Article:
This Saturday I fly back to the U.S. (weather permitting), so this will most likely be my last post from Greece and it will be a bit of a hodge-podge. Life in Papingo doesn’t lend itself to that same kind of narrative that my previous posts had–things here are slower and quieter, but interesting nonetheless. For instance, the variety of moss in the stone walls and roofs is ASTOUNDING!!
Finally, FINALLY, today, we are blessed with warm sun and blue skies, after WEEKS of endless rain, rain, rain, which kept me inside for days at a time. It has also gotten cold here, so my chillblains are back (woe is me!), but fortunately the only snow has been on the top of the mountains. It creates a beautiful backdrop and the endless rain did allow for some beautiful rainbows–including my first full rainbow, ever! Another rain plus: With all my time inside I learned some new tricks on Photoshop! Rain con: I also watched 2 full seasons of “Friends” (the few cds available in my bedroom).
One of the more interesting events in the hotel/restaurant where I’m staying is the all-too-frequent production of tsipouro, a deadly clear liquor made from grape mash. This is created in a still in our kitchen by one of the family members, Thenasi. The still runs nonstop for a few days at a time and takes constant tending, so while it’s running you’ll often find Thenasi noodling on an old clarinet, or sitting back with some of the local villagers or guests from the hotel, a glass of tsipouro or homemade wine in hand. He is very generous with his brew, but I’ve learned to just say no…
Of course most of my days are focused on the horses and I’d like to share what greets me every morning, for those of you unlucky enough never to have mucked out a stable:
And this is just a fraction of it. 8 horses produce a LOT of crap. And while one of us is picking up poo from the floor, the other is picking it out of the horses hooves:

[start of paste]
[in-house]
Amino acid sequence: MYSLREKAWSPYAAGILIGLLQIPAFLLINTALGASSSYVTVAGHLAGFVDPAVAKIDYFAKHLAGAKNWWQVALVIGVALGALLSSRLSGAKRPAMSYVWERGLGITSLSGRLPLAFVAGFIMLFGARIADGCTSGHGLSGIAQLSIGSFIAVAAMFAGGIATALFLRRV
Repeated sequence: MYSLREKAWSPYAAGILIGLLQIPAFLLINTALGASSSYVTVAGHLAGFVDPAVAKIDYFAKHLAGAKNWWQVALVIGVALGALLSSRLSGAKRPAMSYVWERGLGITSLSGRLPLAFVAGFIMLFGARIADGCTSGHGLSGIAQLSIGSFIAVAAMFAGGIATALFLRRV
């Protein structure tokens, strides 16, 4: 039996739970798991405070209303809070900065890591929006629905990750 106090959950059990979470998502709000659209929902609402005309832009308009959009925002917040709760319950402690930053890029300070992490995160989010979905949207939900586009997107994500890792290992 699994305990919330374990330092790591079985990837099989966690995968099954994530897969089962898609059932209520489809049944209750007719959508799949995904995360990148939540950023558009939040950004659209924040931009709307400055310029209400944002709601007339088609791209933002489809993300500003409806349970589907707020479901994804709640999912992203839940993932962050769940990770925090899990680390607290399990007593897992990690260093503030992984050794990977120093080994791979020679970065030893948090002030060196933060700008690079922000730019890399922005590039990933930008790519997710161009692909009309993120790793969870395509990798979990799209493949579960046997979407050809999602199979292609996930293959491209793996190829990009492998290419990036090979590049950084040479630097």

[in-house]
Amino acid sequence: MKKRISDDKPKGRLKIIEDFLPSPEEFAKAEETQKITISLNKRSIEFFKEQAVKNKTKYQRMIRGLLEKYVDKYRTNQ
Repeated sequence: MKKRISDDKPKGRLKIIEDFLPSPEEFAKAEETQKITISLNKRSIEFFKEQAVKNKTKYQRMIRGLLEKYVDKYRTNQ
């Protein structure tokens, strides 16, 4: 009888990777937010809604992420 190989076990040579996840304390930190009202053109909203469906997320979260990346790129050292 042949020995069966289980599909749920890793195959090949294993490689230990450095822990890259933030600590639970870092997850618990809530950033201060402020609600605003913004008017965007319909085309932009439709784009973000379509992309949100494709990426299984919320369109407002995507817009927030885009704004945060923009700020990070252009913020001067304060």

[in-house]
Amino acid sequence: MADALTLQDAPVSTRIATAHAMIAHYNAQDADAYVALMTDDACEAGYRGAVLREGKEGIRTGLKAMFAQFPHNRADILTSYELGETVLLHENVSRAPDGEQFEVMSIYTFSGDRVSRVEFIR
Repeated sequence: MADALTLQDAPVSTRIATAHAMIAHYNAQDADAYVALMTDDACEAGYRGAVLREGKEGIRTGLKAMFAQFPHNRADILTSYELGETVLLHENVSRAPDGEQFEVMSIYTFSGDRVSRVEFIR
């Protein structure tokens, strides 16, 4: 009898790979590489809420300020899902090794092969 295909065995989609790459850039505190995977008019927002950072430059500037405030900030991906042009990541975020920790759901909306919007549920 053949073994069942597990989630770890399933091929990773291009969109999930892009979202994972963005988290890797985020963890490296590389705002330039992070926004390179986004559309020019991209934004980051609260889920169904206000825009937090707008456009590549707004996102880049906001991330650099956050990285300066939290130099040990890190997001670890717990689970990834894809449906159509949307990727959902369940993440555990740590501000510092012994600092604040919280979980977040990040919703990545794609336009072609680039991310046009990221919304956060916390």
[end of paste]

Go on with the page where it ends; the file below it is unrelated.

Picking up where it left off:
This isn’t so bad with the front hooves. Unfortunately, picking up a horse’s back hooves often sets off some kind of fart-response, and your head is in the perfect position for a noseful.
Of course, cleaning a horse isn’t the only time they can get back at you for putting a saddle on their back and a bit in their mouth and riding them around and around when they’d really just rather be eating…
If I look a little tense here, it’s because it was my first time on Sissi, who is known for sitting down to eat, mid-stride, with inexperienced riders on her back. Note: You do not want this to happen. Fortunately for me I am just experienced enough to prevent this, and I’ve ridden her many times now without incident, but you never know….
But the trail rides are really a huge perk of this volunteer project–they are the perfect way to wander through the hills for gorgeous views of the mountains:
And when it’s nice enough, and there are no rides, there are plenty of walks to take, including visiting the next town over, Mikro Papingo. The road there is long and winding and goes past a beautifully clear stream, which runs through small pools. In the summer these must be deliciously cool after a hike in the sun, but now they are just freezing. On the way back we took a stone path down a small valley between a curve of the road to a beautiful little stone bridge that spans another small stream.
Of course each day brings something new–life with animals is never uneventful–but I’ll end the post with some photos of the town and breathtaking scenery:
So, yassas to Papingo, and Greece, and, sniff, Europe, and on to continuing adventures in the U.S., which include some time in Philadelphia, Virginia and DC, and then an artist’s residency at ART342 in Fort Collins, CO, from January 17 – April 22. I’m very excited and lucky to be given more time to make art in a new environment and with new people!